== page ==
It could have been 3-0 for India
In the end it was close but no cigar for India in regard to breaking their overseas hoodoo, writes Ian Chappell...india Updated: Jan 07, 2004 01:46 IST
In the end it was close but no cigar for India in regard to breaking their overseas hoodoo. However, as a consolation prize they will depart on the homeward journey with the Border-Gavaskar trophy for the first time.
The big improvement in this Indian side from previous touring teams to these parts is the batting on bouncier pitches, their attitude and the ability to swing the ball in Australian conditions. If you add Anil Kumble's resurgence -- built on his intelligence and fierce competitive spirit and the emergence of a good young pace bowler in Irfan Pathan -- it has been a profitable tour as well as one full of promising results.
The fact that India was extremely competitive to the point where they were the better team in the series; if they hadn't gone to sleep for a session at the MCG and had got the nod on two of the close lbw decisions on the final day at the SCG it could easily have been three-nil.
India's superiority at the SCG is rammed home if you look at the overall scores. In the match India scored nine hundred and sixteen runs for only nine wickets while Australia was bowled out in the first innings and lost six in the second. The Test produced a draw, the result Steve Waugh has tried his hardest to avoid throughout his reign as captain, but it was what players would call a winning stalemate in India's favour.
The Test also witnessed the resurgence of Sachin Tendulkar. Even though the New Year turned a run drought into a flood it still wasn't Tendulkar at his best. At times during his double century it looked like Jonny Wilkinson playing the World Cup final in a pair of slippers; Tiger Woods in contention in a Major using his mother's clubs; Pete Sampras trying to win Wimbledon wielding a wooden racquet. It was only cussed determination that brought Tendulkar three hundred runs in the match without being dismissed.
Whether he was trying to prove to those Indians who adore him but question his right to be classed a match-winner, or just his highly competitive nature we'll never know but boy he fought the fight of his life on day one of this enthralling Test.
It was appropriate that Tendulkar should be the man to catch Waugh in his final innings off the bowling of Kumble. There have been no better competitors for India in Waugh's time and I am sure that respect is reciprocated. It was a disgrace that Kumble didn't win the man of the match award. On a pitch where batsmen dominated, he took twelve wickets and the next best was Brett Lee with five but he paid dearly for each victim. Kumble was relentless and tireless and even when he had a palpable lbw turned down he didn't sulk for even a ball; the next delivery was right on target.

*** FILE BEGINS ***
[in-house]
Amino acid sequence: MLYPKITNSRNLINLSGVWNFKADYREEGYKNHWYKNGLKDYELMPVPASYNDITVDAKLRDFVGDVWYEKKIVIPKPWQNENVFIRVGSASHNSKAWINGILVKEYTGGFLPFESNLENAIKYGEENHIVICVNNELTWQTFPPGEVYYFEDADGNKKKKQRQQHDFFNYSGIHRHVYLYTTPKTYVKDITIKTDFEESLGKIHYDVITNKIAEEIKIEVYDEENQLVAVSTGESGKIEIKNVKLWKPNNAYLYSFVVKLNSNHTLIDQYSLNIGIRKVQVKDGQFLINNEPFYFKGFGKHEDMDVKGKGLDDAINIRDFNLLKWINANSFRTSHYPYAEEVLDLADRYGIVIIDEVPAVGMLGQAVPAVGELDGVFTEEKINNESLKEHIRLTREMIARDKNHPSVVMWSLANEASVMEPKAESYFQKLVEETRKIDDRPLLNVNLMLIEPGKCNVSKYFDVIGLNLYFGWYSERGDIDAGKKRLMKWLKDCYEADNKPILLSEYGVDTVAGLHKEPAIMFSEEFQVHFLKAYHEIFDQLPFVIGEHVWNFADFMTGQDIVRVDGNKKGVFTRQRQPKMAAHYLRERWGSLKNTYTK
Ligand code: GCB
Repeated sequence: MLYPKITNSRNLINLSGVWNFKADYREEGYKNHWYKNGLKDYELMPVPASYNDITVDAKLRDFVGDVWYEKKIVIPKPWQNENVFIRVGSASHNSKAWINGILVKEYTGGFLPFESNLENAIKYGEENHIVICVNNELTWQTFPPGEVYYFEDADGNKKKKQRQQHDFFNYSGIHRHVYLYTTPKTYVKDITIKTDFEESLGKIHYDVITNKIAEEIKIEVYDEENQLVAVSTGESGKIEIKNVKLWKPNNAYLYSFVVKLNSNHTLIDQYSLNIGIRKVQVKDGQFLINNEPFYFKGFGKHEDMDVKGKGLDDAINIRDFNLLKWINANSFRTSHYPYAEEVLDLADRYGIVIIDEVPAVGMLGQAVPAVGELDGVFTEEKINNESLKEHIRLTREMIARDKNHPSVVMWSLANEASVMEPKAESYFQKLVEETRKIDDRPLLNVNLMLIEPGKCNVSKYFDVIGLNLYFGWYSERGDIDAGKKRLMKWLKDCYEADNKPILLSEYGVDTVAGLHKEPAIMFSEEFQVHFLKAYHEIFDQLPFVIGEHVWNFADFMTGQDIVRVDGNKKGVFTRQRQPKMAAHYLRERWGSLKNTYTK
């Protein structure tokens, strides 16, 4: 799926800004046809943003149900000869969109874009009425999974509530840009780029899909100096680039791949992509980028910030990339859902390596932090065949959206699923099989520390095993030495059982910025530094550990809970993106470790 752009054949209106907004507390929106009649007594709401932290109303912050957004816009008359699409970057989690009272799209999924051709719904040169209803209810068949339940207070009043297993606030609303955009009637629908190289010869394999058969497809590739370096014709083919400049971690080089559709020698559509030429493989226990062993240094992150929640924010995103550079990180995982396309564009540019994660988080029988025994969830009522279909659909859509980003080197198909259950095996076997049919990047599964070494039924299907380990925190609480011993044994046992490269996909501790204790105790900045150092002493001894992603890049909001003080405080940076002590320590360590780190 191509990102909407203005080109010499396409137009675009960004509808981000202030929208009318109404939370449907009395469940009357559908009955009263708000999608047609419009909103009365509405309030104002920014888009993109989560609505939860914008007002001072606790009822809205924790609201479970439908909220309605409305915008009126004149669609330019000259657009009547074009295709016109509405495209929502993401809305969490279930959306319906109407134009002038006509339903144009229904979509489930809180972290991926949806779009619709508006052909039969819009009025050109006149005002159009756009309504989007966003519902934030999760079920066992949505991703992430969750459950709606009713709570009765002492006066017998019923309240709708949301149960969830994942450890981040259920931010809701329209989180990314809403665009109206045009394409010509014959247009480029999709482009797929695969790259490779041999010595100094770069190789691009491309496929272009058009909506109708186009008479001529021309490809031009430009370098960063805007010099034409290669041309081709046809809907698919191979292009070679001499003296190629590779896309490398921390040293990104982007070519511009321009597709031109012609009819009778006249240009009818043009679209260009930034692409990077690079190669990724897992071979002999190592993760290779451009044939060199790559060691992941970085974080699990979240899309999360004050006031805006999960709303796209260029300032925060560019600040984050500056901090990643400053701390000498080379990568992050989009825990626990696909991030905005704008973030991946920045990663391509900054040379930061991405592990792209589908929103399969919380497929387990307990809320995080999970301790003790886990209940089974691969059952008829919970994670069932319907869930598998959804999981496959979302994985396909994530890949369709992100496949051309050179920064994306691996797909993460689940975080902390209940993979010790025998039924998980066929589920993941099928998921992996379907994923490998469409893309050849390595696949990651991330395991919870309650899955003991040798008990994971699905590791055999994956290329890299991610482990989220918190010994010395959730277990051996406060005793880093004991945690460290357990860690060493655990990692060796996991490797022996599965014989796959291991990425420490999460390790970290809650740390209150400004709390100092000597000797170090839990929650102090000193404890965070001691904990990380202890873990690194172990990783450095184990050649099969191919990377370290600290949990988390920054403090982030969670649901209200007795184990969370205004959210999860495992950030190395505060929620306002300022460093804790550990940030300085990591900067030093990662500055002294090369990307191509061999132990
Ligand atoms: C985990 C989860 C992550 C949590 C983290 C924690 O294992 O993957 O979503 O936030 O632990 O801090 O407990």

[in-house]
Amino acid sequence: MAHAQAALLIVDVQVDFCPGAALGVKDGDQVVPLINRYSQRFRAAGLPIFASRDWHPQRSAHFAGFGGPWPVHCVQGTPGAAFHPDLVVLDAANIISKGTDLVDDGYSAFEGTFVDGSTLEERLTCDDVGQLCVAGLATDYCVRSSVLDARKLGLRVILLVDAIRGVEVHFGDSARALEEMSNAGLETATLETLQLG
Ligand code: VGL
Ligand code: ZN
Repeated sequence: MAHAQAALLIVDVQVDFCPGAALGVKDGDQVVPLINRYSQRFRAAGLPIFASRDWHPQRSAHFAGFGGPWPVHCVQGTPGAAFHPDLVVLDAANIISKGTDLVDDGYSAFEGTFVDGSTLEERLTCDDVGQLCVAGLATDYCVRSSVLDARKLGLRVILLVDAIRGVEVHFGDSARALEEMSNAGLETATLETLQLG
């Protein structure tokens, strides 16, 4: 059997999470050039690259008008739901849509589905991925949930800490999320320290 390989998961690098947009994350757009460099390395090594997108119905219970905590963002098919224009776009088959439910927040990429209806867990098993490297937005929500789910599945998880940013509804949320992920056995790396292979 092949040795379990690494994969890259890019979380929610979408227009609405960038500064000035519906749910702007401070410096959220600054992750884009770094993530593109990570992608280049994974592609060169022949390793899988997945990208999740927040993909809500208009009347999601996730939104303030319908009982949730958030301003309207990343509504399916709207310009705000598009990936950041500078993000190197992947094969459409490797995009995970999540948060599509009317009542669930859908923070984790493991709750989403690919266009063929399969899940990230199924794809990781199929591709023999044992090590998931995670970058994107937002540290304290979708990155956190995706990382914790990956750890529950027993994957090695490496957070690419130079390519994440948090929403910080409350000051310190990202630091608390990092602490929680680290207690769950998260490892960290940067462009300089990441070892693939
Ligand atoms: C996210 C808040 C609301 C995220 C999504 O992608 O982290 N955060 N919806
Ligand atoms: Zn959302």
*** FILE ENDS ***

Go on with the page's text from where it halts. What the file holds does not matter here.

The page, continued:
He is an improved bowler from his experience on the last tour of Australia and when Harbhajan Singh recovers from injury and with Murali Kartik now a viable Test match proposition India is regaining strength in spin. This means India should now be able to field a well-balanced bowling attack as Ajit Agarkar has improved and Pathan is good back-up for the talented Zaheer Khan.
Australia on the other hand have problems with their attack and they will welcome back Shane Warne and Glenn McGrath as soon as they are available. Lee is struggling and MacGill wasn't that effective while Nathan Bracken is not a Test match bowler unless he learns to swing the ball.
One legacy of Waugh's captaincy is the insistence on bowling a line wide of off-stump. It hurt Australia badly on the first morning and they never recovered from a poor first session and Ricky Ponting will do well to discourage this tactic. He will also be well-advised to take over full control of the team as Mark Taylor did when he took over from Allan Border. The Australian catching has slumped to a low ebb and this problem has to be addressed.
It was an entertaining and hard-fought series with the batsmen ruling the roost. The fact that India is now competitive in Australia confirms my feelings that this could well be the next great rivalry in Test cricket.
First Published: Jan 07, 2004 00:48 IST